ASA Lay Language Papers
165th Acoustical Society of America Meeting

A Surround Microphone in Your Pocket

Julian Palacino –
Rozenn Nicol –
Orange Labs
2 Av Pierre Marzin
22307 Lannion

Popular version of paper 4aSP2
Presented  Thursday morning, June 6, 2013  
ICA 2013 Montreal

Nowadays, everyone has heard about 3D video but only few of us have already heard 3D audio. The aim of 3D audio techniques is to record and reproduce sound with the naturalness as we perceive it in real life.

Human beings use binaural perception (using both ears) to recognize the position of an acoustic source. A sound arrives first and louder to the ear closest to the sound source and our head and pine modifies sounds in function of its direction. Our brain learns to interpret those cues and let us determine the position of a sound.

For several decades spatial or 3D audio has been only used by movie makers, music composers and researchers in laboratories; but because of its complexity, the general public hasn’t been concerned about those techniques. In addition, dedicated devices such as microphones and loudspeakers are expensive and cannot be used without some expertise of audio capturing and reproduction.

Currently, audio techniques such stereo, 5.1 or 7.1 gives a limited spatial impression. Naturalness is sacrificed to get a good quality and resulting sound is different as it was listened during the performance.
(see figure 1- Traditional recording process and downmix: Instruments, sound scene and ambience are generally picked up with a big number of microphones. All those signals are then mixed by a sound engineer who sets up how loud each microphone is played on each loudspeaker).

Fig. 1

Figure 1

Other approaches have also been used in order to pick up and reproduce the acoustic waves as close as possible to the sound produced during the performance. Binaural uses a dummy head equipped of two microphones in the ears, audio signals picked up are modeled by the shape of the head and the ears pine [2] to reproduce a sound as close as possible to the one heard by a human (see figure 2, Neuman KU4 – Comercial dummy head for binaural recordings). For the restitution, the sounds must be reproduced close to the listener ears which suppose the use of headphones. Ambisonics and higher order ambisonics (HOA) allow to record a 3D acoustic image using a big number of microphones (See figure 3, Eigenmike – HOA microphone array composed by 32 microphones). For the reproduction, this image is projected over a big number of loudspeakers [5][8][9].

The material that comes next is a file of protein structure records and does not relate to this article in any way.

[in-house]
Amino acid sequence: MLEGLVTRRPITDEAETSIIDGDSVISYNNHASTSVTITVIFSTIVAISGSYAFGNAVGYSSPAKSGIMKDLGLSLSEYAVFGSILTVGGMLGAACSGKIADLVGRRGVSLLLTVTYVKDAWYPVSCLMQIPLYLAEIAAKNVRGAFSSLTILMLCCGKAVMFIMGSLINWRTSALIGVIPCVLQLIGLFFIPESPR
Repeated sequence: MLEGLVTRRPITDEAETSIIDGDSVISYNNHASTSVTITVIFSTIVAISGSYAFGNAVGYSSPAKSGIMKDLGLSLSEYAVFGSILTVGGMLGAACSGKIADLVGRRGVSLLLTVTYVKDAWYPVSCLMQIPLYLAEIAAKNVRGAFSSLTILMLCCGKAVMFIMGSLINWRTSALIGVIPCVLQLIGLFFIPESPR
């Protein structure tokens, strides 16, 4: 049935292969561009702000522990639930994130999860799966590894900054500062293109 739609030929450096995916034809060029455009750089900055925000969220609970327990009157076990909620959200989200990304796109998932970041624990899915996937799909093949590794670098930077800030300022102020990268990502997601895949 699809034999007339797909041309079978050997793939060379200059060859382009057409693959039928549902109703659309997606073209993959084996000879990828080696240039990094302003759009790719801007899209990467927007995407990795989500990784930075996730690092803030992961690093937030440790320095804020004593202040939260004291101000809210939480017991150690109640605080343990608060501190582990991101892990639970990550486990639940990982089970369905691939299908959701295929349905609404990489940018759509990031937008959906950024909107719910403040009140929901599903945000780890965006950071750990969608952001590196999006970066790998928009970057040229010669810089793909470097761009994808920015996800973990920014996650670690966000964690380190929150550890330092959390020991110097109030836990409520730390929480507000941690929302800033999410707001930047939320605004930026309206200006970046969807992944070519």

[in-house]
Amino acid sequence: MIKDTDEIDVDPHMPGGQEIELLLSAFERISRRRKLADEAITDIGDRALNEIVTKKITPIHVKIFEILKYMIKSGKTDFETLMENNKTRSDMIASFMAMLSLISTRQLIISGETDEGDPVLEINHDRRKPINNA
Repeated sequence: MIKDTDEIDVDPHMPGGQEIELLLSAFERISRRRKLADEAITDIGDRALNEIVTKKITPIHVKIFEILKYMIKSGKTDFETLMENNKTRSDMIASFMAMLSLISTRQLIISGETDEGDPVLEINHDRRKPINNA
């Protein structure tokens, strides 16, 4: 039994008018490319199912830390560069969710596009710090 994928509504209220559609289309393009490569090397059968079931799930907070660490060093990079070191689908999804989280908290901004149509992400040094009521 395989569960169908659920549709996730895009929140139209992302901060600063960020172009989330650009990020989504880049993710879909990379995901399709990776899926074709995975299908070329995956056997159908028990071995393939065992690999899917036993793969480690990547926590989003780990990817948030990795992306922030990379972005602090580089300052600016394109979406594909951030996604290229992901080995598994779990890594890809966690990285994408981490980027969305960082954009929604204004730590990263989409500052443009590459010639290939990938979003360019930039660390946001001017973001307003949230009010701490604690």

Fig. 2

Figure 2

Fig. 3

Figure 3

Nowadays, the main barrier preventing a consumer solution from capturing spatial audio is the big number of microphones and loudspeakers needed to get an accurate 3D sound image or the size of the recording devices. In order to break down this barrier, we propose a new 3D audio recording set-up which is composed of a three microphone array capable of getting the full 3D audio information.

Microphone array is composed of three cardioid microphones (See figure 4 Layout of the microphone device), one pointing left, the other pointing right and the third one pointing upwards.  In order to introduce a time delay between them, the horizontal microphones are misaligned.

Fig. 4

Figure 4

Contrary to a sound picked up with an omnidirectional microphone which the level doesn’t depend on the direction of the source, a sound picked up with a cardioid one has a particular level corresponding to the direction of the sound source [4].

In our case, it is possible to recover a sound signal close to the one picked up by an omnidirectional microphone adding signals coming from the cardioids microphones pointing left and right. Comparing the level of this reference signal with the signal level picked up by each microphone, one can get the position of the sound source. As the array is symmetrical, results are front-rear ambiguous. As the sound arrives first to the microphone closest to the source this information is also used to solve the ambiguity and get the right position.

The two microphones placed over the horizontal plane give the localization information in terms of azimuth and the one pointing upwards the elevation position. Those two parameters give the right location of the sound source. In several cases, elevation information is not needed and only a two microphones array gives the necessary information.

As sound sources are well localized this technique can be the first step for a sound reproduction over any kind of spatial audio system such as stereo, 5.1, 22.1, binaural, ambisonics or wavefield synthesis. The number of microphones and its size make this system compatible with mobile devices such as smartphones and tablets and we can expect to find this system in the market as a third-party accessory for audio applications or directly embedded in this kind of devices.


  1. J. Sunier, The story of stereo: 1881-. Gernsback Library, 1960.
  2. J. Blauert, Spatial Hearing: The Psychophysics of Human Sound Localization. Mit Press, 1997.
  3. R. Nicol, « Représentation et perception des espaces auditifs virtuels », HDR, Université du Maine, Le Mans, France, 2010.
  4. J. Jouhaneau, Notions élémentaires d’acoustique: Électroacoustique. Tec & Doc Lavoisier, 1999.
  5. Michel A. Gerzon et Peter G. Craven, « Coincident microphone simulation covering three dimensional space and yelding various directional outputs », U.S. Patent 4,042,77916-août-1977.
  6. J. Daniel, « Evolving views on HOA: From technological to pragmatic concerns », Ambisonics Symposium 2009, June 25-27, Graz, 2009.
  7. A.J. Berkhout, D. de Vries & P. Vogel, « Acoustic Control by Wave Field Synthesis », J. Acoust. Soc. Am., 1993, 93, pp. 2764-2778.